Sean was halfway through his proof-of-concept project, which looks at wireless technology. Since Sean works for the Research and Development (R&D) group, his people are used to working with new technologies and learning as they go. On this project, however, the price of gaining knowledge through experience was slowing progress on the project.
“Tom, we are making progress on this project, but it is slower going that I had planned,” Sean said. “Our deadline is six weeks out, but the current plan has us taking at least eight weeks until completion.”
“Do you still think it was because of the learning curve with this technology?” I asked.
“That is what my guys are telling me,” Sean replied. “Much of our normal R&D work involves investigations and analysis of new technology. We don’t often build working models like we are on this project.”
Sean was right. The software, hardware, operating systems, and the entire development process was somewhat new. Although they were not expected to put together an industrial strength application, they still needed to get all the pieces and parts to tie together and work correctly. I asked Sean what strategies were being considered to get the project back on track.
“We will probably bring in an experienced contractor to help us the rest of the way,” Sean noted.
“Have you considered formal training for your team?” I asked.
“Formal training?” Sean said with surprise. “Don’t you think we are past the point where that would help?”
“Maybe,” I said. “Or maybe not.”
They say hindsight is 20/20, so I don’t like to second-guess past decisions that project managers make. Given what he knows today, I think Sean would definitely have better prepared his team to handle this challenge. One approach would have been to bring in an outside contractor early on who could have guided them through the unknowns of the new technology. He also could have invested in training so that they would have had a better technical foundation from the start.
Sean chose not to invest in that training up-front. The question I posed was whether it makes sense to provide the training now. Project managers often face this kind of dilemma. The basic question is whether the time to attend the training will be offset by savings brought about by a shorter project timeline.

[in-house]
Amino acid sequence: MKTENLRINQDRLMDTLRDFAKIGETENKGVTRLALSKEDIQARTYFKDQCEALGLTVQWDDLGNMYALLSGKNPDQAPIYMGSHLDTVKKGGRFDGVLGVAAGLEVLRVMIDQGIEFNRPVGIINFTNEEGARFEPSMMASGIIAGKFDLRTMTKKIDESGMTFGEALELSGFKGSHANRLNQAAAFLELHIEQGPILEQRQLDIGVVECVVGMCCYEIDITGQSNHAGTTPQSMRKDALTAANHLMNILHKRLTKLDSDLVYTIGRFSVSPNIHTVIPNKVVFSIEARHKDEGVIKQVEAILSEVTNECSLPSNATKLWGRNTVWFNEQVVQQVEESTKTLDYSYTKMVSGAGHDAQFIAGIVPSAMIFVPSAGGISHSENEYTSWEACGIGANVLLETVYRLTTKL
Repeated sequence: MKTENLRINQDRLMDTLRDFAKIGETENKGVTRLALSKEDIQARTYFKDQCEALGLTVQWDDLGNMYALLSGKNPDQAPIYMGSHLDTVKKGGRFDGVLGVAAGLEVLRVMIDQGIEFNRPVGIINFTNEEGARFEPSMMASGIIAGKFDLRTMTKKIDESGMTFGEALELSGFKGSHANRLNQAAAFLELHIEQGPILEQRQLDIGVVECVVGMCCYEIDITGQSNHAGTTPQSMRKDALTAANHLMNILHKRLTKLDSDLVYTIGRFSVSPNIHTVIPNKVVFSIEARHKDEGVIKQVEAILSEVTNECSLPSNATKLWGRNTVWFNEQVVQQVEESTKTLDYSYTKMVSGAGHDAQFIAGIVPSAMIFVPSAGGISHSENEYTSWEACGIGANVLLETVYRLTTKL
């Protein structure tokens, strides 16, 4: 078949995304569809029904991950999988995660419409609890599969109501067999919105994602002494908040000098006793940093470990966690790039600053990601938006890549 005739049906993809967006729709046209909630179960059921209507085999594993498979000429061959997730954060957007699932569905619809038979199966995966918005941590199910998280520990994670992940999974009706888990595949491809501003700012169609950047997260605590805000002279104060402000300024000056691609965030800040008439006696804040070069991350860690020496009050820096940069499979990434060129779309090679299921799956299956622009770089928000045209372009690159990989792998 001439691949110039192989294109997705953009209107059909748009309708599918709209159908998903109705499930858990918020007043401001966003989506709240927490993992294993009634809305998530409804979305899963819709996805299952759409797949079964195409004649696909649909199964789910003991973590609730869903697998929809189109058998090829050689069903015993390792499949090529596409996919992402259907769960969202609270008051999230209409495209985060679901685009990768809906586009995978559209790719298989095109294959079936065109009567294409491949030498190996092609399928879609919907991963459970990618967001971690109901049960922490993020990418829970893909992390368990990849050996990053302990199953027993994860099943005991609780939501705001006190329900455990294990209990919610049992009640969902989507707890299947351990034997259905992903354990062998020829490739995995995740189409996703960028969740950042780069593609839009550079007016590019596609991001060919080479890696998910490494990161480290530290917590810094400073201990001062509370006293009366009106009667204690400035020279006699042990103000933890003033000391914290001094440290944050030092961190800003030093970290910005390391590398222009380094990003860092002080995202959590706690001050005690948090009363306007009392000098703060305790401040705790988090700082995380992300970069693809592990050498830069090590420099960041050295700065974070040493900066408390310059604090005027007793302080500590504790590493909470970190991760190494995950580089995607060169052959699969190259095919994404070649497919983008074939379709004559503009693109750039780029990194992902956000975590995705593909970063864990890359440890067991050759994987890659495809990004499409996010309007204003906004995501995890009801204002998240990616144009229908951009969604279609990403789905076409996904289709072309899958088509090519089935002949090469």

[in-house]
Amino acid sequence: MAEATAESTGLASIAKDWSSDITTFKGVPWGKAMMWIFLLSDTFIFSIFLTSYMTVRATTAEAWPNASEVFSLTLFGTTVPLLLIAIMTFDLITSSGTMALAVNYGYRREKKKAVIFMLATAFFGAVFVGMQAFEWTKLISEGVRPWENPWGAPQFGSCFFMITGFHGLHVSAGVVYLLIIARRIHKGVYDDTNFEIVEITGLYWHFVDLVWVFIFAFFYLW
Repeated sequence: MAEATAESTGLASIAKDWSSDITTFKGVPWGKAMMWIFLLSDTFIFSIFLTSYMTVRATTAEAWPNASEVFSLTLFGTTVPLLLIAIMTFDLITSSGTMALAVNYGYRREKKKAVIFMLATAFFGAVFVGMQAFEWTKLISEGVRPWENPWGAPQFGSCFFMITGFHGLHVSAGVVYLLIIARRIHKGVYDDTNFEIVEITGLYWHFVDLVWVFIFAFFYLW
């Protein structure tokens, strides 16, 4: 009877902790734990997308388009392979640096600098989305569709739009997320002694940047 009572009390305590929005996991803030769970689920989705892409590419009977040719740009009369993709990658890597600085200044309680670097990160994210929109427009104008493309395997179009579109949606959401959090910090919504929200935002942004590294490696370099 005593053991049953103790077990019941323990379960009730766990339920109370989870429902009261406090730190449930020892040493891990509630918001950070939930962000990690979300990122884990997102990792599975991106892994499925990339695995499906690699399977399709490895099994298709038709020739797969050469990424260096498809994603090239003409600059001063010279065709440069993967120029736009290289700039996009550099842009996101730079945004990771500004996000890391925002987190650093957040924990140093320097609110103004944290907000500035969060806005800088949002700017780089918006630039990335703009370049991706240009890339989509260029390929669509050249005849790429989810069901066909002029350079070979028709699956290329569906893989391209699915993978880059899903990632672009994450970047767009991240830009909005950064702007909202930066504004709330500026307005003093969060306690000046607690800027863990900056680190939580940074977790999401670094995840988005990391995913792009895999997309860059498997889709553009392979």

On most projects, the investment of training time occurs at the start of the project. This makes sense because the team will have the maximum time to apply the new knowledge. It is not hard to imagine that training sessions at the beginning of a project will result in earlier project completion and a higher level of quality. On the other hand, it probably doesn’t make sense to attend that same training one week before you are going live. The class time will most likely result in a corresponding implementation delay and provide very limited benefit to the current project.
Of course, Sean’s project is half completed. So, it is not obvious whether it makes sense to invest in team training now. Sean should talk with his team about the training that is available and what they would learn. Then they need to realistically estimate how much earlier they could complete the project if they had the training. If attending training results in completing the project earlier, it may be worth the effort. If taking the class makes the project complete later, then it cannot be justified based on the time savings. (It may still be justified based on an increased quality level, but that would be a different set of factors to consider.)
Each week, project management veteran Tom Mochal provides valuable advice about how to plan and manage projects. Tom first describes a common problem scenario, based on a real-life situation. He then offers a solution, using practical project management practices and techniques.